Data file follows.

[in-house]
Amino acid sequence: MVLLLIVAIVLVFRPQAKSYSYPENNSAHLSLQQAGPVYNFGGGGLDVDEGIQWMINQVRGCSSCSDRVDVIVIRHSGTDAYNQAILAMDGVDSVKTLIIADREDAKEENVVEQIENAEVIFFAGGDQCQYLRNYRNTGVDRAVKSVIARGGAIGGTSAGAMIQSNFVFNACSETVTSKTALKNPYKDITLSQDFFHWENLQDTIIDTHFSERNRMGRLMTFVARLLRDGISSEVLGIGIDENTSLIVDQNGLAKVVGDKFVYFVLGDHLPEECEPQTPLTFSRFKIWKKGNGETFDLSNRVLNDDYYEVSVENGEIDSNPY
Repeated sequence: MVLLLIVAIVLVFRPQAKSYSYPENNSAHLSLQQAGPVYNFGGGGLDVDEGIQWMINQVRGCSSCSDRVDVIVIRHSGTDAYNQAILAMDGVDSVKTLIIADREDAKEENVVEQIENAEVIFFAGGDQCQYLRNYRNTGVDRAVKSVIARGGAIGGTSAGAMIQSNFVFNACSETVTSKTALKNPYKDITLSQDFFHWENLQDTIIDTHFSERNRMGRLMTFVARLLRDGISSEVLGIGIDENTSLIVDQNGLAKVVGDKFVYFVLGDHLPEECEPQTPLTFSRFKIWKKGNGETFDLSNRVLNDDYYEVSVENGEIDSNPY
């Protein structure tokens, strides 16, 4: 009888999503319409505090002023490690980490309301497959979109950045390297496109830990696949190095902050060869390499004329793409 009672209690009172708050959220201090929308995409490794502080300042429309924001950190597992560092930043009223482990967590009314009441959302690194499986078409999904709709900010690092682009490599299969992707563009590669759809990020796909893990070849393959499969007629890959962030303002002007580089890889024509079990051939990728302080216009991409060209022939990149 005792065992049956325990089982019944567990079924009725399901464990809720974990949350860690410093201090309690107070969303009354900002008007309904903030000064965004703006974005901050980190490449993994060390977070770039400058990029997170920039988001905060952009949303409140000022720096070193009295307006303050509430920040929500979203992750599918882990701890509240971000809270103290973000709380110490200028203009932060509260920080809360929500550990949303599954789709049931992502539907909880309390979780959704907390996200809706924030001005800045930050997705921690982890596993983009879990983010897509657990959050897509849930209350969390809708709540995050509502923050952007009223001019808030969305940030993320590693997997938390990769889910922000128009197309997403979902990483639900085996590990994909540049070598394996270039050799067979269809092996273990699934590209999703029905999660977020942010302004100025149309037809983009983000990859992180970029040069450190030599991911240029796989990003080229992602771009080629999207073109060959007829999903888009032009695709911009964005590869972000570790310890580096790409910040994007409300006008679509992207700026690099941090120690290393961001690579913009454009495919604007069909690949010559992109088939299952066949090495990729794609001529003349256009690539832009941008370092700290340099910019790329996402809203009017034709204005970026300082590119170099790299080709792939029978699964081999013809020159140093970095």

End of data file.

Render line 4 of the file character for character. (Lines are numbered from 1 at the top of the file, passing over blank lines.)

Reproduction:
């Protein structure tokens, strides 16, 4: 009888999503319409505090002023490690980490309301497959979109950045390297496109830990696949190095902050060869390499004329793409 009672209690009172708050959220201090929308995409490794502080300042429309924001950190597992560092930043009223482990967590009314009441959302690194499986078409999904709709900010690092682009490599299969992707563009590669759809990020796909893990070849393959499969007629890959962030303002002007580089890889024509079990051939990728302080216009991409060209022939990149 005792065992049956325990089982019944567990079924009725399901464990809720974990949350860690410093201090309690107070969303009354900002008007309904903030000064965004703006974005901050980190490449993994060390977070770039400058990029997170920039988001905060952009949303409140000022720096070193009295307006303050509430920040929500979203992750599918882990701890509240971000809270103290973000709380110490200028203009932060509260920080809360929500550990949303599954789709049931992502539907909880309390979780959704907390996200809706924030001005800045930050997705921690982890596993983009879990983010897509657990959050897509849930209350969390809708709540995050509502923050952007009223001019808030969305940030993320590693997997938390990769889910922000128009197309997403979902990483639900085996590990994909540049070598394996270039050799067979269809092996273990699934590209999703029905999660977020942010302004100025149309037809983009983000990859992180970029040069450190030599991911240029796989990003080229992602771009080629999207073109060959007829999903888009032009695709911009964005590869972000570790310890580096790409910040994007409300006008679509992207700026690099941090120690290393961001690579913009454009495919604007069909690949010559992109088939299952066949090495990729794609001529003349256009690539832009941008370092700290340099910019790329996402809203009017034709204005970026300082590119170099790299080709792939029978699964081999013809020159140093970095």